Hardships continue at Onamatanga
31 July 2019 | Education
The Roads Authority (RA) and the transport ministry, through the Omusati regional council, awarded a tender to the Roads Contractor Company (RCC) to construct the road in November 2013, but up to now the RCC only managed to de-bush part of the road.
The community also reported that the long-term water crisis at the remote village in the Ruacana constituency is yet to been resolved.
Life is tough at Onamatanga, as the area is only accessible via four-wheel drive vehicles.
The dust makes for dangerous driving conditions, and during the rainy season, the village is not accessible at all, while community members are also struggling with water due to the drought.
Onamatanga Primary School principal Johannes Shaanika said teachers are struggling to get water from Omakange for the school, and the road situation is a huge part of this challenge.
“We have to make sure that there is water at the school for the teachers to use and also for school feeding. Every day one teacher has to drive 40 kilometres to Omakange to get water. However, due to the road situation, sometimes teachers do not want to risk their vehicles. We have a water reservoir at the school that collects water during the rainy season, but due to the poor rainfall this year, there is nothing in the reservoir,” Shaanika said.
“Another challenge is that when we are getting water, the aim is to supply the school only, but we are also assisting community members who need water to take their medication.”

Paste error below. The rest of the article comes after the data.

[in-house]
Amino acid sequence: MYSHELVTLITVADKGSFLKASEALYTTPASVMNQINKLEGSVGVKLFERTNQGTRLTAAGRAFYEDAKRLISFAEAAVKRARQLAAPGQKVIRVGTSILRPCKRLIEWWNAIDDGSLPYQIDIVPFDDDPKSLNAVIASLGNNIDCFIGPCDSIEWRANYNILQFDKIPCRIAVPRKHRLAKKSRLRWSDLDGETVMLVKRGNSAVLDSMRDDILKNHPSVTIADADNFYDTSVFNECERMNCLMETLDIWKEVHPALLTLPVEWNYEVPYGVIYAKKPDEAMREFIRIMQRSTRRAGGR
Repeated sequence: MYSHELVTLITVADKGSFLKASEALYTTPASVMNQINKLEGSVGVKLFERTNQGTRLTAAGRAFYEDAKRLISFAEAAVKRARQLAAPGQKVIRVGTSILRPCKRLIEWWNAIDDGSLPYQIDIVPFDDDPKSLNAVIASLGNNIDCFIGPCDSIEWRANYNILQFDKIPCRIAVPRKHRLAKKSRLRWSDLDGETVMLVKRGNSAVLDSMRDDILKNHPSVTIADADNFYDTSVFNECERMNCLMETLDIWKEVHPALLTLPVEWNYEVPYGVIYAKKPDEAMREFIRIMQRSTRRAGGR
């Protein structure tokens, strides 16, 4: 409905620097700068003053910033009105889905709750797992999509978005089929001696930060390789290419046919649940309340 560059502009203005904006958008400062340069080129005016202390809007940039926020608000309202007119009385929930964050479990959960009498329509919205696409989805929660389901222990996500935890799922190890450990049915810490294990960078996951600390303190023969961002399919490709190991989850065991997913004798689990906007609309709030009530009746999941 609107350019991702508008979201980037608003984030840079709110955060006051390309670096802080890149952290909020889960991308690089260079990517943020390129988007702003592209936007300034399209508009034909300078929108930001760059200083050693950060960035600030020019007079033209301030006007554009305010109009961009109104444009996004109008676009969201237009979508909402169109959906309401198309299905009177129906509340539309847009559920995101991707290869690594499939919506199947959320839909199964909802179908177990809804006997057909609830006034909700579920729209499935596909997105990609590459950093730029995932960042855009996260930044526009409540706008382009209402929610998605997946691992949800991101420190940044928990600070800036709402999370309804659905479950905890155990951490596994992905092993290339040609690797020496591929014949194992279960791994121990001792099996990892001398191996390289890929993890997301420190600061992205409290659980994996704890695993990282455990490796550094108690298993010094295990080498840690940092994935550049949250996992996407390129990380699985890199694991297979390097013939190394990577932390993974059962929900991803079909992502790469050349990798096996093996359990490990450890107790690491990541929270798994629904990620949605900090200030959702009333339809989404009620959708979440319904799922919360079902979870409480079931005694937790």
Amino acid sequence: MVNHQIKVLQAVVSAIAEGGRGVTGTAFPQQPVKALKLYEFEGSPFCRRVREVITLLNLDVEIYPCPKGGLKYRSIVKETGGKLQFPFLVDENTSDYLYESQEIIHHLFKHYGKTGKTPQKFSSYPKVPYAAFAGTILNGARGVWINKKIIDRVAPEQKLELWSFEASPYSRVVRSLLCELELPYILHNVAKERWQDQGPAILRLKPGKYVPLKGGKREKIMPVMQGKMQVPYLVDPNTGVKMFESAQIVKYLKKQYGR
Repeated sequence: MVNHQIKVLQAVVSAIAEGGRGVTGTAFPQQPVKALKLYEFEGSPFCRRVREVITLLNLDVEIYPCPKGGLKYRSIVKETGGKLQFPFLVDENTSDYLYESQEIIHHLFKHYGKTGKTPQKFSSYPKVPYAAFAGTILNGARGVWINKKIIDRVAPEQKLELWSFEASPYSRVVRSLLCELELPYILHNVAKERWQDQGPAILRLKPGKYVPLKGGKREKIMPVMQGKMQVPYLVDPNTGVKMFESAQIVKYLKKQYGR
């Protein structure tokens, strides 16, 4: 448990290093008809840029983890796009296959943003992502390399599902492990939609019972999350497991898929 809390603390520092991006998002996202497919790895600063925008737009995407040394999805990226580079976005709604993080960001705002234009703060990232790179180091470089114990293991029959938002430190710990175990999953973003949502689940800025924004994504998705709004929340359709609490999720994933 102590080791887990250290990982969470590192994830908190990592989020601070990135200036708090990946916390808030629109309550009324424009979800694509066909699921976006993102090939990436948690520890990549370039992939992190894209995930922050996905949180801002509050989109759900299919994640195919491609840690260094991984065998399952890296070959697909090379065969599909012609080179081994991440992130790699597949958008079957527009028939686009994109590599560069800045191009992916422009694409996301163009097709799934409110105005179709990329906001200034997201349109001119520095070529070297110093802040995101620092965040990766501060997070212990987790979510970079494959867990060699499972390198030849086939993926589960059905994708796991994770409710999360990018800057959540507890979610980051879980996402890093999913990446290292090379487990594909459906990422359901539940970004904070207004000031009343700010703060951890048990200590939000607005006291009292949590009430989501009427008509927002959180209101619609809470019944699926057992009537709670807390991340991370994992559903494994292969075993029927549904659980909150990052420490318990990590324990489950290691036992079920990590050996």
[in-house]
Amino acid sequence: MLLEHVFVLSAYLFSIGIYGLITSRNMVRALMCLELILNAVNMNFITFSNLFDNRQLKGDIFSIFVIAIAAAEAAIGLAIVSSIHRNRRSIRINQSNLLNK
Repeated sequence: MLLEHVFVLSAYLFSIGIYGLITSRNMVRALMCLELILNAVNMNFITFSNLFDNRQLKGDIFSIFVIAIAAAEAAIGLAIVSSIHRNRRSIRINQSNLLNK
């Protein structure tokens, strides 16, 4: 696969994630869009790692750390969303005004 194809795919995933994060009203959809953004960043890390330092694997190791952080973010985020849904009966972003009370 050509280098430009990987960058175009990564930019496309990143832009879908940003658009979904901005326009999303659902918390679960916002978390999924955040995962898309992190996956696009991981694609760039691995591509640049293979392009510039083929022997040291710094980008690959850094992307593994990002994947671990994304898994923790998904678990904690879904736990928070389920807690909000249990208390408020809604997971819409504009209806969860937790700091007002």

In 2013, the RA drilled a borehole for the community, while planning the construction of the Omakange-Onamatanga road.
Shaanika said the borehole was functioning and community members were benefiting from it, but later they were told by officials from the health ministry that the water was not fit for human consumption, despite the fact that the borehole had improved their lives, because they used the water for cooking and drinking.
“Apart from the water crisis, the school has poor sanitation and no toilets for learners; they are using the bush when nature calls, which is dangerous to the health of the community, especially during this time of hepatitis. The government should look into this matter seriously,” Shaanika aid.
He said it has now been six years, but they still don't know why the RCC is failing to finish the gravel road.
Shaanika said construction work was abandoned a long time ago, yet the RCC remains on site.
“We thought it was a relief for us to get a gravel road, but now we don't know what happened. There are many cases of community members who either died or gave birth while on the way to hospital, because of the condition of the road,” Shaanika said.
Last year the transport ministry approved further funding of N$36 million for the construction of the gravel road, after the RCC, which was originally awarded a N$21 million tender to construct the road, failed to make headway on the project.